AMC’s “Fear the Walking Dead” explores how the world became the place viewers flocked to in the original phenomenon “The Walking Dead.” But executive producer Dave Erickson thinks there’s something even more compelling than zombies: family dysfunction.
“Fear” follows recently cohabitating couple Madison (Kim Dickens) and Travis (Cliff Curtis), Madison’s drug-addict son Nick (Frank Dillane) and put-together daughter Alica (Alycia Debnam-Carey). Travis is also dealing with his ex-wife Liza (Elizabeth Rodriguez) and estranged son Chris (Lorenzo James Henrie).
At the beginning of the pilot, the family is preoccupied because Nick has disappeared — not for the first time — but soon finds much bigger problems as a mysterious virus apparently begins turning regular citizens into flesh-eating monsters.
For Erickson, it’s the problems inherent in the family dynamic, set against the impending zombie apocalypse, that makes the spinoff not only watchable, but a completely different thing than producer Robert Kirkman’s original series.
“The mythology is established… I think the larger difference was our entry point into it,” Erickson told TheWrap. “Being able to start at a much slower pace, establish our family, sort of live with their problems and their conflicts for an extended period of time. What we did was lay a lot of track so that every problem that exists for them — addiction, divorce, trying to blend a family — all those things that seem pretty universal really become the lifeblood of the show. And then there are zombies.”
Below, Erickson talks about how to make a show for a deeply-rooted fanbase and new viewers alike, how the series will stay its own entity as it gets more and more taken over by zombies, and why he watched “Apocalypse Now” multiple times in preparation.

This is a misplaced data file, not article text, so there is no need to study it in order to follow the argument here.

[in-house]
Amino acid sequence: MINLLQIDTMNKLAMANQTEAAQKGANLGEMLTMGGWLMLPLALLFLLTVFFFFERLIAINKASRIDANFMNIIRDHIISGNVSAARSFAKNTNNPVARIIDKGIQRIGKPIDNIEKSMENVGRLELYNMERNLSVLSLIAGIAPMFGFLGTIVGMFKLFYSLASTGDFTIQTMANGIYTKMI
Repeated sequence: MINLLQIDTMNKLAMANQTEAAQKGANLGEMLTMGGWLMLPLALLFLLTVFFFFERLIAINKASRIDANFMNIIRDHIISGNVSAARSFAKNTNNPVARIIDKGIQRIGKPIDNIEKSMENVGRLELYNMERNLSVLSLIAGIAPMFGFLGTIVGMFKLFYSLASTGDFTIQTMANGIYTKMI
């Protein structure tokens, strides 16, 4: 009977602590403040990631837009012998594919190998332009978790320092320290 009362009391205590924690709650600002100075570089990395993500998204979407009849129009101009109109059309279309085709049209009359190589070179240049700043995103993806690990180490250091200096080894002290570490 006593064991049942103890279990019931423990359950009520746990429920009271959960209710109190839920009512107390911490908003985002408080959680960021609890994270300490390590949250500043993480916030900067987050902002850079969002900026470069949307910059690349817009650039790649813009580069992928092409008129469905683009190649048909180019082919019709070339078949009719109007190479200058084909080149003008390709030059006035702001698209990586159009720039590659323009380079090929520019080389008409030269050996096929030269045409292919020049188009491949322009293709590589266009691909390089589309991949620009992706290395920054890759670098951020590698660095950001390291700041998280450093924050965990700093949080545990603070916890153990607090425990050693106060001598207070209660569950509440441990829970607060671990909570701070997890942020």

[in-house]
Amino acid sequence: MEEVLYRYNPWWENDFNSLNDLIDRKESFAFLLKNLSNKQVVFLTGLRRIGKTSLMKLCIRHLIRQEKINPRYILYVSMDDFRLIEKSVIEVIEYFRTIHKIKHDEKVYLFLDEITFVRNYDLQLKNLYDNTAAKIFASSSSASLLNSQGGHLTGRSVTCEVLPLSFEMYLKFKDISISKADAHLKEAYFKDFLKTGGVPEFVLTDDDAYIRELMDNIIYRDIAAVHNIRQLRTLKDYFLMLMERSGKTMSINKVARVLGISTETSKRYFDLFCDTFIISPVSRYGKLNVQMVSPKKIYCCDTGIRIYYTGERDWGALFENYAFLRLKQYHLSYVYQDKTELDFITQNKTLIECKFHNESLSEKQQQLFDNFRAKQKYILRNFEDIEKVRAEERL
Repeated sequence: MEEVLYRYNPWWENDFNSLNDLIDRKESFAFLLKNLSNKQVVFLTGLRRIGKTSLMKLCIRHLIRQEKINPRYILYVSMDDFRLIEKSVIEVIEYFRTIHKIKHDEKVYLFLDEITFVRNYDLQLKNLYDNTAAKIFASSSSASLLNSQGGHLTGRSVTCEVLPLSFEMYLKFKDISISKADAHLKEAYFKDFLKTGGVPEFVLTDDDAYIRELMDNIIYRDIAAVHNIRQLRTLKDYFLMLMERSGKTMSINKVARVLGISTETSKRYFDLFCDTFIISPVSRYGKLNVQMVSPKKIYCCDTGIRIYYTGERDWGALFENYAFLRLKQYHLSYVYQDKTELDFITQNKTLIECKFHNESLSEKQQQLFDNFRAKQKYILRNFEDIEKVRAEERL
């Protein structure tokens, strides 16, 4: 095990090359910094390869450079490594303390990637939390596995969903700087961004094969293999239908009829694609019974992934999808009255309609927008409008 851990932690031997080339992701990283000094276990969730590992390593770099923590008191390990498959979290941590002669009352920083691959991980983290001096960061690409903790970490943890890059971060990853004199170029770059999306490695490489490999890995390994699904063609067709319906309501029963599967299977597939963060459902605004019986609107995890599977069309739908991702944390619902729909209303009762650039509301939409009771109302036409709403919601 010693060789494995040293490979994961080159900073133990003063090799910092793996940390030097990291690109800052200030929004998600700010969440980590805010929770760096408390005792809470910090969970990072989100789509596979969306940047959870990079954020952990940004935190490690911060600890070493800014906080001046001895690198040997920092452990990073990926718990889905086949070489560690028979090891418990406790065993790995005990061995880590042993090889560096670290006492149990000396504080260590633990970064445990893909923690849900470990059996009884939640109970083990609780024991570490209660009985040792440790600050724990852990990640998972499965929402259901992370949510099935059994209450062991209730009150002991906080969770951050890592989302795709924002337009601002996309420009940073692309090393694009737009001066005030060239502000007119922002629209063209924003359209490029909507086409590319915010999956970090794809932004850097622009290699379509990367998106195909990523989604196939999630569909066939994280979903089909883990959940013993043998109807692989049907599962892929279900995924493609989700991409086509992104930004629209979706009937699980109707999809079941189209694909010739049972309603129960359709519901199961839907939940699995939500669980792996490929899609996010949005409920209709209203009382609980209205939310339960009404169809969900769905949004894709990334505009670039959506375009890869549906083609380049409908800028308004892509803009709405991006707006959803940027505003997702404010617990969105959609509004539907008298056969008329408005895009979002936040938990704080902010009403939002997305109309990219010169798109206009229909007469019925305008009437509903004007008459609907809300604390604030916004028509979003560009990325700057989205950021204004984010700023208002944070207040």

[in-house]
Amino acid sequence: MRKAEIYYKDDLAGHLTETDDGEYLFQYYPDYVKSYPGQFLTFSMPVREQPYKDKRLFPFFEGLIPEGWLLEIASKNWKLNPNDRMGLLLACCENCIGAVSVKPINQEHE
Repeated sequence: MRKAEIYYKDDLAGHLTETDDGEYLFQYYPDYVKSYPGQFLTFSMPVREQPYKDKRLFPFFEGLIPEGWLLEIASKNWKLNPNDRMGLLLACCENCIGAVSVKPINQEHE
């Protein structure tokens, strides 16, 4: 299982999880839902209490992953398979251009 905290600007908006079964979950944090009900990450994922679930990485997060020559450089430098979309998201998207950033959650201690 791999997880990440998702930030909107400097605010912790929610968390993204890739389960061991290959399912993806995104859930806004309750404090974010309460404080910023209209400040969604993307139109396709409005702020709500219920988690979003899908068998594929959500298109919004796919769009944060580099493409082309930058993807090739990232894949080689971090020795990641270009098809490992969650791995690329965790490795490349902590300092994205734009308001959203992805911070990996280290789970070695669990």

What was it like for you coming into a franchise that’s six seasons in? Was the universe already pretty well established?
The mythology is established, the universe. Robert did that with the comics and continues to do that with the show. So as far as the Walkers and how they mature and how you kill them, all of that was pretty well set up. I think the larger difference was our entry point into it.
How do you approach a spinoff like this, where not every new viewer might be familiar with the original show’s mythology?
We never sat down and said, how do we write something that appeals to everyone, how do we appeal to fans of the original show and appeal to new viewers. We really just started fundamentally with this one family and their dysfunction and tried to build a story off of that.
As the world on “Fear” gets taken over more and more by zombies, how is it going to stay distinct from “The Walking Dead”?
We have enough real estate going into Season 2. Rick [Grimes, “The Walking Dead’s” lead character] woke up four or five weeks into the apocalypse. If you count the days, we’re probably at about Week 3. We actually have more discovery to come in Season 2. In Season 3, I’ll figure Season 3. There’s themes that start in the pilot. We have an opportunity to explore a coming of age story for our teenage characters, for Nick and Chris and Alicia, in a way that’s specific to our show. There’s a story about how do you come of age in a world where nobody comes of age anymore? What does that do to them specifically?
I watched and re-watched “Apocalypse Now” before we started the show and for me, in terms of the narrative arc, there’s something very compelling about that film and the themes of that film. What is madness and when does madness become your only method of survival? That’s obviously something they’re going through with Rick right now. There are certain characters where I would like to see that trajectory play out.
And at that point, presumably “Fear” becomes more of a parallel show than a prequel.
Really it’s a parallel narrative right now. I’d like to live in a world where we buy ourselves some time and explore elements that they had to get to a lot quicker on the original show. There’s room in Season 2 to do that.
“Fear the Walking Dead” premieres Sunday, Aug. 23 at 9 p.m. ET on AMC.